I’ve been seeing reports on Brulle’s findings for several months now. If he is correct, are politicians taking notes about how to change public debates? At the same time, I imagine it is more difficult to make the case for spending money on environmental concerns with such economic issues (see the Keystone pipeline debate).
I wonder if there are other areas where there is something similar going on and scientific studies have little impact. If there is a common view that science is the province of liberals and elitists, how many people will trust what it has to say?
Amidst all of the political discussions regarding climate change and global warming, one social scientist suggests a sociological analysis of this public issue has been lacking:
But something is missing: academic explanations of why people flout reams of scientific conclusions, bristle at the notion of cutting carbon and regard climate change as a sneaky liberal plot.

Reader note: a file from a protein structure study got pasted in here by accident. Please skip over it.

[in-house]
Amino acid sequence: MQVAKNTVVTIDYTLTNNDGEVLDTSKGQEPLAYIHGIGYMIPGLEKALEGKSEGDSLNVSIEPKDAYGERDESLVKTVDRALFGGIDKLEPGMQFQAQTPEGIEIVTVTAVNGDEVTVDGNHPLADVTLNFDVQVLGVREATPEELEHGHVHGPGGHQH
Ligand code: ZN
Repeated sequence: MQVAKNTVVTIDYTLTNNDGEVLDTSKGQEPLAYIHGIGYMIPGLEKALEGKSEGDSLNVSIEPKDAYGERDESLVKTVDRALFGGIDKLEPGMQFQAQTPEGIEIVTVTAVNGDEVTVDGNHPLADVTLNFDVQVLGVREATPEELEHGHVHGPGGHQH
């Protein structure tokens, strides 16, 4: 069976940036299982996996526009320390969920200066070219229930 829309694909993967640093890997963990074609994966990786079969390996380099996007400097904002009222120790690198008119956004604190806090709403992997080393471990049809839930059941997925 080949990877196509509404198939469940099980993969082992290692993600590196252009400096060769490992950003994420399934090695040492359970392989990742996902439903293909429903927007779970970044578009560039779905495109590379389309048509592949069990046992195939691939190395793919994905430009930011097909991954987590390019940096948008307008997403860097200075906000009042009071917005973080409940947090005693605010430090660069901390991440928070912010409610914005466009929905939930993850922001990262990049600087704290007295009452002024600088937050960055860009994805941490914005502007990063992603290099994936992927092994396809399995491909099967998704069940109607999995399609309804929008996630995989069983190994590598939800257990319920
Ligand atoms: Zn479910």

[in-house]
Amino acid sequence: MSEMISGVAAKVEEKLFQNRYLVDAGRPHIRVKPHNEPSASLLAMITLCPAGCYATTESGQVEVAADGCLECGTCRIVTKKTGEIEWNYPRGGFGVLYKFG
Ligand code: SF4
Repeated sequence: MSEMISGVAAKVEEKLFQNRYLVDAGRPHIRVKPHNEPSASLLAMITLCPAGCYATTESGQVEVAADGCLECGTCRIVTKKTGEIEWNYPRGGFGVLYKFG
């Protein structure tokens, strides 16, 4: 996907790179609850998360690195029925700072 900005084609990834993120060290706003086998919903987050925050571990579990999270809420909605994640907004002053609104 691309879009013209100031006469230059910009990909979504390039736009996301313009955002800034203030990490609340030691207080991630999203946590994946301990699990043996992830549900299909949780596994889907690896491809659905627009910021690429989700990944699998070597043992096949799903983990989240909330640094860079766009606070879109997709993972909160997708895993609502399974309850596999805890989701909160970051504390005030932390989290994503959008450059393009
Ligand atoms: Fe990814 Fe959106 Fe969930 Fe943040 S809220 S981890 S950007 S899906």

“The social sciences are glaringly missing,” says Andrew Hoffman, an expert on the sociological aspects of environmental policies at the University of Michigan, for which he’s researching climate denial. “That leaves out critical questions about the cultural dimensions of both defining the problem and finding solutions.”
He provides unvarnished reasons for that. One concerns his colleagues’ dismissal of the conservative movement. They deny the deniers, he seems to say, by tending to “ignore the far right.” More broadly, social scientists — like sociologists, psychologists and communication researchers — are generally disengaged from public policy debates.